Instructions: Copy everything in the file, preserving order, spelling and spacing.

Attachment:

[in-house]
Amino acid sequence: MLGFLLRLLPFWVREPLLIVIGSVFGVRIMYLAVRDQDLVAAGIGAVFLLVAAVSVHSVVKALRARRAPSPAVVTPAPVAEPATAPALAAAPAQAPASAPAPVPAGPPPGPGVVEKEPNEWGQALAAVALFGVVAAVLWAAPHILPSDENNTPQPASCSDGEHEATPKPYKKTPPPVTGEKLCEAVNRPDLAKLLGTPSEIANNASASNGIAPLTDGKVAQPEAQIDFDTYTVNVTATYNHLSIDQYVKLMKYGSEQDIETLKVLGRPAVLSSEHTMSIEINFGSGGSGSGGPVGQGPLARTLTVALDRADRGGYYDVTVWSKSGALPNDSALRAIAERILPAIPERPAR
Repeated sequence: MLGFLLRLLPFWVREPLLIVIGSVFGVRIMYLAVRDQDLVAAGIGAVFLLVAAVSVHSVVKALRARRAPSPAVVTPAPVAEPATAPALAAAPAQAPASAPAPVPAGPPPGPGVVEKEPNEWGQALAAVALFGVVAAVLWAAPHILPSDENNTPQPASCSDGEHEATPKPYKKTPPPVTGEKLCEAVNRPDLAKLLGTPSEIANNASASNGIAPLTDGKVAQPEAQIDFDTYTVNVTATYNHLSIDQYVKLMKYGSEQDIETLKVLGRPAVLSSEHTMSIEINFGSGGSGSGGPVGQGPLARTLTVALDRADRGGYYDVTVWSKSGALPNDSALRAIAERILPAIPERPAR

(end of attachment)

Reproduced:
[in-house]
Amino acid sequence: MLGFLLRLLPFWVREPLLIVIGSVFGVRIMYLAVRDQDLVAAGIGAVFLLVAAVSVHSVVKALRARRAPSPAVVTPAPVAEPATAPALAAAPAQAPASAPAPVPAGPPPGPGVVEKEPNEWGQALAAVALFGVVAAVLWAAPHILPSDENNTPQPASCSDGEHEATPKPYKKTPPPVTGEKLCEAVNRPDLAKLLGTPSEIANNASASNGIAPLTDGKVAQPEAQIDFDTYTVNVTATYNHLSIDQYVKLMKYGSEQDIETLKVLGRPAVLSSEHTMSIEINFGSGGSGSGGPVGQGPLARTLTVALDRADRGGYYDVTVWSKSGALPNDSALRAIAERILPAIPERPAR
Repeated sequence: MLGFLLRLLPFWVREPLLIVIGSVFGVRIMYLAVRDQDLVAAGIGAVFLLVAAVSVHSVVKALRARRAPSPAVVTPAPVAEPATAPALAAAPAQAPASAPAPVPAGPPPGPGVVEKEPNEWGQALAAVALFGVVAAVLWAAPHILPSDENNTPQPASCSDGEHEATPKPYKKTPPPVTGEKLCEAVNRPDLAKLLGTPSEIANNASASNGIAPLTDGKVAQPEAQIDFDTYTVNVTATYNHLSIDQYVKLMKYGSEQDIETLKVLGRPAVLSSEHTMSIEINFGSGGSGSGGPVGQGPLARTLTVALDRADRGGYYDVTVWSKSGALPNDSALRAIAERILPAIPERPAR